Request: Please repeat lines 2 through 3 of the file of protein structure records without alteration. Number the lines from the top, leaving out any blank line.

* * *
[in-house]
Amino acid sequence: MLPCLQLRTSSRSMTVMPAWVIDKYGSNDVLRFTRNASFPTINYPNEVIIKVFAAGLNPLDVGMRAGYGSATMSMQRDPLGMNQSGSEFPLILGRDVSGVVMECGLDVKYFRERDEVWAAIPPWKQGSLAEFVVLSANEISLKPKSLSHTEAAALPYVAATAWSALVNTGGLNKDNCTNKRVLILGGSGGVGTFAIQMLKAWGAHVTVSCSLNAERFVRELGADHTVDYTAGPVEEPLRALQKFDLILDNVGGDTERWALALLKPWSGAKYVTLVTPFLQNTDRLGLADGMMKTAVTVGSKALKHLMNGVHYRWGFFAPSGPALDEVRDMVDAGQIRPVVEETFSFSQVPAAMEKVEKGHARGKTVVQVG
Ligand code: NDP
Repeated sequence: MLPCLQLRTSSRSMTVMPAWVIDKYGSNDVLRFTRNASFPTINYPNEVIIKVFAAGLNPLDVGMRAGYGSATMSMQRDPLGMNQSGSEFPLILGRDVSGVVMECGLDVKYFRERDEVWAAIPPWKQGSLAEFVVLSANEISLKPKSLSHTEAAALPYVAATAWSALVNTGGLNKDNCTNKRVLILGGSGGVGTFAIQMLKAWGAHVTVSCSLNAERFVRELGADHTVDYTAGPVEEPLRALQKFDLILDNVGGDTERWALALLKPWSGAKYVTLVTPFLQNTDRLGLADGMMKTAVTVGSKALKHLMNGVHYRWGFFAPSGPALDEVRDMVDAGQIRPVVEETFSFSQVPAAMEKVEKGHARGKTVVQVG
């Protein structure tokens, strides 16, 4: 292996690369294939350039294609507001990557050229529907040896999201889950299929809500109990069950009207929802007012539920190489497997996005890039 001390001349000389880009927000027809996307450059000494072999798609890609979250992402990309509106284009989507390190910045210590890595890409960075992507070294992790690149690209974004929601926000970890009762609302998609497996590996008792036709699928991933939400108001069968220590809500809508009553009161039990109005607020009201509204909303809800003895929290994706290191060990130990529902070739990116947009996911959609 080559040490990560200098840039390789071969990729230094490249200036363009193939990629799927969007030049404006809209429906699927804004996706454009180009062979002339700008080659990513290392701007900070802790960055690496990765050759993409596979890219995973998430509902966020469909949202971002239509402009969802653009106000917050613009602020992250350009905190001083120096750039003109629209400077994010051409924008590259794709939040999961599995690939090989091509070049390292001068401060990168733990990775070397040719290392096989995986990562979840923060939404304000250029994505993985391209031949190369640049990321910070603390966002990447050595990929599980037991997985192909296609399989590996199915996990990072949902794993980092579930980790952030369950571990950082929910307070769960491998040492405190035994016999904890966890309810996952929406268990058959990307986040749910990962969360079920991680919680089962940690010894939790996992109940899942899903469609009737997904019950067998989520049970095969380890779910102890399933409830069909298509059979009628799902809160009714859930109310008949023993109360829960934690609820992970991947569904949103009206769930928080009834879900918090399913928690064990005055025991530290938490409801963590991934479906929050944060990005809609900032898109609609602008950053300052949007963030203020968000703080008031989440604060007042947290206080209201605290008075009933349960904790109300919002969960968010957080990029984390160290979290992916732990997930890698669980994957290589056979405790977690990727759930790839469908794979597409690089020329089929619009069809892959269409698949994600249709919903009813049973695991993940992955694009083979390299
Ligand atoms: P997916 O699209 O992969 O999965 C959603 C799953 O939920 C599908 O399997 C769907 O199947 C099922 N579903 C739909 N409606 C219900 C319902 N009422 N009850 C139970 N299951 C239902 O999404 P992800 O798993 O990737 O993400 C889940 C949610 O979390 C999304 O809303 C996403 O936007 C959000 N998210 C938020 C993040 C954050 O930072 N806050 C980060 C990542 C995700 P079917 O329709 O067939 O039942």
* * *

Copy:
Amino acid sequence: MLPCLQLRTSSRSMTVMPAWVIDKYGSNDVLRFTRNASFPTINYPNEVIIKVFAAGLNPLDVGMRAGYGSATMSMQRDPLGMNQSGSEFPLILGRDVSGVVMECGLDVKYFRERDEVWAAIPPWKQGSLAEFVVLSANEISLKPKSLSHTEAAALPYVAATAWSALVNTGGLNKDNCTNKRVLILGGSGGVGTFAIQMLKAWGAHVTVSCSLNAERFVRELGADHTVDYTAGPVEEPLRALQKFDLILDNVGGDTERWALALLKPWSGAKYVTLVTPFLQNTDRLGLADGMMKTAVTVGSKALKHLMNGVHYRWGFFAPSGPALDEVRDMVDAGQIRPVVEETFSFSQVPAAMEKVEKGHARGKTVVQVG
Ligand code: NDP